Based on the present data, we postulate a dual role for Netrin-mediated signalling in glial cell migration. According to our model, early in neurogenesis, Netrins guide the LGB and its progeny from the lateral edge of the neuroectoderm towards a medial position. We show that at these early stages, Netrins are expressed by cells of the neuroectoderm as well as by NBs, and that this Netrin source most likely attracts the LGB via Fra. Ectopic expression of Netrins in the vicinity of the LGB might abolish a possible ventral-to-dorsal gradient and hence (occasionally) results in ectopic clusters (see Fig. S3 in the supplementary material). Additionally, we attempted to express Netrins in the dorsal area of the embryo and thereby attract the LGB and its progeny in the wrong direction. Unfortunately, none of the tested drivers showed Gal4 expression at the appropriate stage and intensity. Further experiments are needed to prove this model.
The LGB delaminates from the lateral neuroectoderm close to the sensory organ precursor-derived ePG11 (60-65% dorsoventral axis, where 0% is the ventral midline). In wild type, it migrates medially while proliferating, whereas we believe that in Netrin and fra mutants the LGB remains (and proliferates) at its place of birth and does not migrate at all in affected hs. Morphogenetic movements during germ band retraction, mesoderm migration and dorsal expansion of the epidermis complicate this issue. Nevertheless, ectopic clusters mainly remain in close proximity to ePG11. Although ectopic LG have no contact to axons, the lineage develops normally with respect to cell number and marker gene (Msh, Naz, Pros) expression. This is contrary to published data on the development and differentiation of LG, which have been postulated to depend on an intimate interaction with longitudinal axons (Griffiths and Hidalgo, 2004; Griffiths et al., 2007). Nevertheless, LG play an important role in the navigation and fasciculation of longitudinal axons (Hidalgo et al., 1995). Accordingly, in hs of Netrin and fra mutants, in which LG are mispositioned from the earliest stages, we found that the longitudinal axon tracts are thinner, show aberrant projections and fasciculation defects (see Fig. S5 in the supplementary material). These neuronal phenotypes were reported previously, but without noticing that the LG are missing in these hs (Harris et al., 1996; Kolodziej et al., 1996; Mitchell et al., 1996). Similar neuronal phenotypes can be induced by ectopic expression of unc5 in glial cells (repo>unc5) (see Fig. S5 in the supplementary material), which only affects LG and shifts them away from the midline to more lateral positions or even into the PNS. In some hs with ectopic LG clusters, longitudinal tracts show a weaker phenotype. In these cases, other glial cells (from within the same hs or an adjacent hs) fill the gaps on top of the longitudinal axons and hence seem to compensate for the loss of LG (data not shown; E. Giniger, personal communication).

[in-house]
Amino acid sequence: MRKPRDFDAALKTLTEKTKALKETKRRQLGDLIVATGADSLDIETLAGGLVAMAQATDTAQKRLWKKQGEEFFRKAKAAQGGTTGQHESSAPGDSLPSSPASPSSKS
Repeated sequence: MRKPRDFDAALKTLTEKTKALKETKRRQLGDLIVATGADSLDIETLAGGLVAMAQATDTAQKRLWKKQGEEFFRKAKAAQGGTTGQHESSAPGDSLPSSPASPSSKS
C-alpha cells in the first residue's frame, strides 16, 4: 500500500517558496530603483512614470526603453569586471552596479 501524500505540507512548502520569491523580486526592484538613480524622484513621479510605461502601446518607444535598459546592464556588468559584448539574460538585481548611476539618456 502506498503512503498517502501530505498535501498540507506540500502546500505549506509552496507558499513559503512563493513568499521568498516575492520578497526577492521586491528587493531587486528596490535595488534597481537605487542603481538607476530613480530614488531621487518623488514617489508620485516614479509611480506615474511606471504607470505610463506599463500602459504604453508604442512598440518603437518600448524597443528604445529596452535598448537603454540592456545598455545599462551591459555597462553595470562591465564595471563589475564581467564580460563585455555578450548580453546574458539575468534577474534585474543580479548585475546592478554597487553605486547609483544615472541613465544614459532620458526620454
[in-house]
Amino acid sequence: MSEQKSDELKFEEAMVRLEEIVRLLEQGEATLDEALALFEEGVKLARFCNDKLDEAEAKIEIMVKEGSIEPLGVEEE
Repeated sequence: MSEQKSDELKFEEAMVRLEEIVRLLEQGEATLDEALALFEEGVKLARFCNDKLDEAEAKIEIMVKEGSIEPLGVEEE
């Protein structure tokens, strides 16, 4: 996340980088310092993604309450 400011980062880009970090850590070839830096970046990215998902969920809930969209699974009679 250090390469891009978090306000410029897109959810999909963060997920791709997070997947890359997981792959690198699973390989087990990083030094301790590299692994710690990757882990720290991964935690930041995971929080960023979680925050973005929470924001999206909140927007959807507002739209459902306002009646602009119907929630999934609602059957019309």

From these data, we conclude that the longitudinal axon phenotypes observed in Netrin and fra mutants are, at least partially, a secondary effect of the lack of LG in corresponding neuromeres. Additionally (and somewhat confusingly), these neuronal phenotypes in fra mutants can be partially rescued by elav-Gal4 and Mz605-Gal4 (Hiramoto et al., 2000; Keleman and Dickson, 2001), but neither rescues the LG phenotype (Table 1). Further experiments with other Gal4 drivers that allow a more restricted spatio-temporal expression of UAS-fra might help to resolve this issue.
Distinct ePG are repelled away from the ventral midline by NetB